But since I had taken an immediate liking to Rachel, I had decided to use my personal favorite, a Medieval rendering of the Major and Minor Arcana, with intricate, hand-painted figures whose vibrant colors hadn't faded a bit with the passage of time.
They belonged to the first psychic in my family, my maternal grandmother, Isabella Ivars, who passed her gift on to me, along with her cards. They are hers and they are mine. This was the deck I used whenever I wanted answers to my own questions; they're my way of speaking to my grandmother, asking for her guidance. Rachel and Susan sat silently and watched me spread the cards out. "I take it this reading is for you," I said to Rachel.
She nodded but did not speak, which is how I preferred it. There was nothing worse than a chatty Querent. I finished shuffling the deck and asked Rachel to cut them from left to right into three distinct piles. Her hands trembled as she followed my directions. Once again working left to right, I had her gather the piles and place them on top of each other. As I reached for the top card, Susan's hand shot out and stopped me.
"Just a minute. I need to pay you. Rachel, this is on me, remember?"
I opened my mouth to tell her she could pay me later, but we were already in motion. Susan pulled me to the farthest corner of the tent. "There's something you should know," she said in a low whisper. I glanced at Rachel who was intently studying a large diamond ring on her right finger.
"She's getting married and she has cold feet," I said.
Susan's mouth fell open like the lid of a rusty mailbox. She glanced at Rachel who now had her hands folded in her lap, obscuring the ring. I didn't normally resort to such parlor tricks, but I had low blood sugar, was late for my pilgrimage, and didn't like this woman at all.
"Good guess," she said, composing herself. "She's marrying my brother Jack—"
"You know," I said, pulling away from her, "the less I know the better."
"You don't understand. This reading has to go well."
"I don't control what the cards say. But don't worry, even if the reading is—say, less than favorable—she has the power to change any possible outcome."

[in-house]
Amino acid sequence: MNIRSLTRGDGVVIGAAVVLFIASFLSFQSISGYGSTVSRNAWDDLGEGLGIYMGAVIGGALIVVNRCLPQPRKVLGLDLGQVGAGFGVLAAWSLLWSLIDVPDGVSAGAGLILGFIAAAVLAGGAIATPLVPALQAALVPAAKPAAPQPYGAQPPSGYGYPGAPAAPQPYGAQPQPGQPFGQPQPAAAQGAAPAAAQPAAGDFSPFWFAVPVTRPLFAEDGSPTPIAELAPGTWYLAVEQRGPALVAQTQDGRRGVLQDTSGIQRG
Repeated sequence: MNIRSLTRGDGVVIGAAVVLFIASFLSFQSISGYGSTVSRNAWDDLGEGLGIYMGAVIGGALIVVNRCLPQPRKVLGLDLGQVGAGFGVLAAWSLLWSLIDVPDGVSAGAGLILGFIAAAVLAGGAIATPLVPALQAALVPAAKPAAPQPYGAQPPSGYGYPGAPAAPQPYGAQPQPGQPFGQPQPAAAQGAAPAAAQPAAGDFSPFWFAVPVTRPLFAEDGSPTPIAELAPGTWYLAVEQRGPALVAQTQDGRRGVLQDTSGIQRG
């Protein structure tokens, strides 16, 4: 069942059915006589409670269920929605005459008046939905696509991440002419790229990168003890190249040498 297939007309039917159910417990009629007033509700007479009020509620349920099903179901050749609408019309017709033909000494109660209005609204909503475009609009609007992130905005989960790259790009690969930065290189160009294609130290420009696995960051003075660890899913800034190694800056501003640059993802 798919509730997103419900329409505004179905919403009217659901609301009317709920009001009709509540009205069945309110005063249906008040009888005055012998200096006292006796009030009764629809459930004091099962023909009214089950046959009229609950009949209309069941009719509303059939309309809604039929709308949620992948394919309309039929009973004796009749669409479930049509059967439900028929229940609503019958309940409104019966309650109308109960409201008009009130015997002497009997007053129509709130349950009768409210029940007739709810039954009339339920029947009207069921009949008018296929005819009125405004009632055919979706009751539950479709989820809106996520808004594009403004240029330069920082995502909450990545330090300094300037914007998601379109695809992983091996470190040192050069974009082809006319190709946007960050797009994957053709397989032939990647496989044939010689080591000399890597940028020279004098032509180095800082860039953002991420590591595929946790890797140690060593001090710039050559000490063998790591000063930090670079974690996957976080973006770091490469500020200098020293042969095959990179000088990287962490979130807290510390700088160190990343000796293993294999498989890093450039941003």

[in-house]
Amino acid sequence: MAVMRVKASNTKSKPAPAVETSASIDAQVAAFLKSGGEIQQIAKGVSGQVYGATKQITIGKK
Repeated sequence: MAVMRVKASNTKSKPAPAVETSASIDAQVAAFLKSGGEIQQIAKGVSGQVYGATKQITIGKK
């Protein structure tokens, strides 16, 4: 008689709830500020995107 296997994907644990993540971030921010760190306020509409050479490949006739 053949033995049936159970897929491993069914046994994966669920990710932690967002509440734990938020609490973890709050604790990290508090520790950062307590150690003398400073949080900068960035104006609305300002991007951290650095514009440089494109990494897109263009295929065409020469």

"Listen to me," Susan hissed. "Rachel is totally freaking out, okay? She had some kind of weird dream last week and suddenly she's confused. Confused," she said throwing her arms up. "We've been planning this wedding for two years. We've invited two hundred prominent guests, Chicago's best ice sculptor, and a famous Fusion caterer from the East."
"I see," I said. "But—"
"Not to mention the thirteen bridesmaids who have been dieting their asses off—literally—just to fit into their custom-made gowns. And then there's the ten-foot fountain of Dom Perignon, a cake so exquisite it should be a federal crime to slice, and a collection of flowers so exotic they're going to make the Garden of Eden look like home-grown herbs on a windowsill." Susan took another microstep toward me. Her breath smelled like cold, hard mints, and her voice poured out like wet cement. "Rachel Morgan is going to marry my brother in two weeks, and if you say one negative word to her about it, I'm going to make your life a living hell. Do you understand?"
"I understand perfectly," I said.
"Good," Susan said, holding out two crisp one hundred dollar bills for the twenty-five-dollar reading. I turned away from the cash and headed to my table where Rachel sat cross-legged on the chair, her skinny leg bouncing up and down like a jack hammer.
"I'm sorry," I said to Rachel with the most comforting smile I could muster. "But I can't do this reading." I gathered my grandmother's cards and started putting them back in the box. Rachel shot out of her chair like a rogue astronaut ejected from the space shuttle.
"Why can't you do it? It's something bad, isn't it? Oh God, you've got a bad vibe."
"No, no, no. Nothing like that," I tried to assure her. "It's late, that's all. I thought I had time for this but I—"
"What did you say to her?" Rachel turned on Susan. "What did she say to you?"
Excerpted from Accidentally Engaged by MARY CARTER. Copyright © 2007 Mary Carter. Excerpted by permission of KENSINGTON PUBLISHING CORP..
All rights reserved. No part of this excerpt may be reproduced or reprinted without permission in writing from the publisher.
Excerpts are provided by Dial-A-Book Inc. solely for the personal use of visitors to this web site.
Meet the Author
Mary Carter is a freelance writer and novelist. In addition to her novels she has written six novellas: Return to Hampton Beach in Summer Days, A Christmas Carousel in There’s No Place Like Home, A Kiss Before Midnight in You’re Still the One, A Very Maui Christmas in the New York Times bestseller Holiday Magic, and The Honeymoon House in New York Times bestseller Almost Home. Readers can keep up with Mary on Facebook—Mary Carter Books, Twitter: @marycarterbooks or her website: marycarterbooks.com.